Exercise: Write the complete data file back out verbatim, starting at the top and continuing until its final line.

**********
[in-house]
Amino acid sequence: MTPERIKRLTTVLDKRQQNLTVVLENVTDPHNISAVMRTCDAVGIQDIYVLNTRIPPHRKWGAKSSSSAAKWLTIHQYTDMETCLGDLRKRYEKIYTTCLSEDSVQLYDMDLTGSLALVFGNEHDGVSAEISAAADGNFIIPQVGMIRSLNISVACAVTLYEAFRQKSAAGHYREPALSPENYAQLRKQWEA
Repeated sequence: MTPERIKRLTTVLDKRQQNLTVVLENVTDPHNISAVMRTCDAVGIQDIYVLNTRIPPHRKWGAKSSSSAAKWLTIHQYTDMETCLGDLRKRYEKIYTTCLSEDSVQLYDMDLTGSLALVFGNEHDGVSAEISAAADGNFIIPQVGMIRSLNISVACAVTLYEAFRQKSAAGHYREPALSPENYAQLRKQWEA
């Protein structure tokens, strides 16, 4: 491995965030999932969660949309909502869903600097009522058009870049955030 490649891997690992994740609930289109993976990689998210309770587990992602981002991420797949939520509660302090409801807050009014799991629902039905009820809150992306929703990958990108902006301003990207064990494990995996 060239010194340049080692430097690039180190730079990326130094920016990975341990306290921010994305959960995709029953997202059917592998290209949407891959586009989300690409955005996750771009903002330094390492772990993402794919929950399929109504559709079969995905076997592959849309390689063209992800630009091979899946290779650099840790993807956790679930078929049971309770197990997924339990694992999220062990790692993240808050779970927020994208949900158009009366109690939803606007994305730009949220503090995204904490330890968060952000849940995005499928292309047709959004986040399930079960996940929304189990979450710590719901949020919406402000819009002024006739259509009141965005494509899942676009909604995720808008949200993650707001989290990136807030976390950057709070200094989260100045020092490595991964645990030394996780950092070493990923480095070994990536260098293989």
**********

[in-house]
Amino acid sequence: MTPERIKRLTTVLDKRQQNLTVVLENVTDPHNISAVMRTCDAVGIQDIYVLNTRIPPHRKWGAKSSSSAAKWLTIHQYTDMETCLGDLRKRYEKIYTTCLSEDSVQLYDMDLTGSLALVFGNEHDGVSAEISAAADGNFIIPQVGMIRSLNISVACAVTLYEAFRQKSAAGHYREPALSPENYAQLRKQWEA
Repeated sequence: MTPERIKRLTTVLDKRQQNLTVVLENVTDPHNISAVMRTCDAVGIQDIYVLNTRIPPHRKWGAKSSSSAAKWLTIHQYTDMETCLGDLRKRYEKIYTTCLSEDSVQLYDMDLTGSLALVFGNEHDGVSAEISAAADGNFIIPQVGMIRSLNISVACAVTLYEAFRQKSAAGHYREPALSPENYAQLRKQWEA
């Protein structure tokens, strides 16, 4: 491995965030999932969660949309909502869903600097009522058009870049955030 490649891997690992994740609930289109993976990689998210309770587990992602981002991420797949939520509660302090409801807050009014799991629902039905009820809150992306929703990958990108902006301003990207064990494990995996 060239010194340049080692430097690039180190730079990326130094920016990975341990306290921010994305959960995709029953997202059917592998290209949407891959586009989300690409955005996750771009903002330094390492772990993402794919929950399929109504559709079969995905076997592959849309390689063209992800630009091979899946290779650099840790993807956790679930078929049971309770197990997924339990694992999220062990790692993240808050779970927020994208949900158009009366109690939803606007994305730009949220503090995204904490330890968060952000849940995005499928292309047709959004986040399930079960996940929304189990979450710590719901949020919406402000819009002024006739259509009141965005494509899942676009909604995720808008949200993650707001989290990136807030976390950057709070200094989260100045020092490595991964645990030394996780950092070493990923480095070994990536260098293989």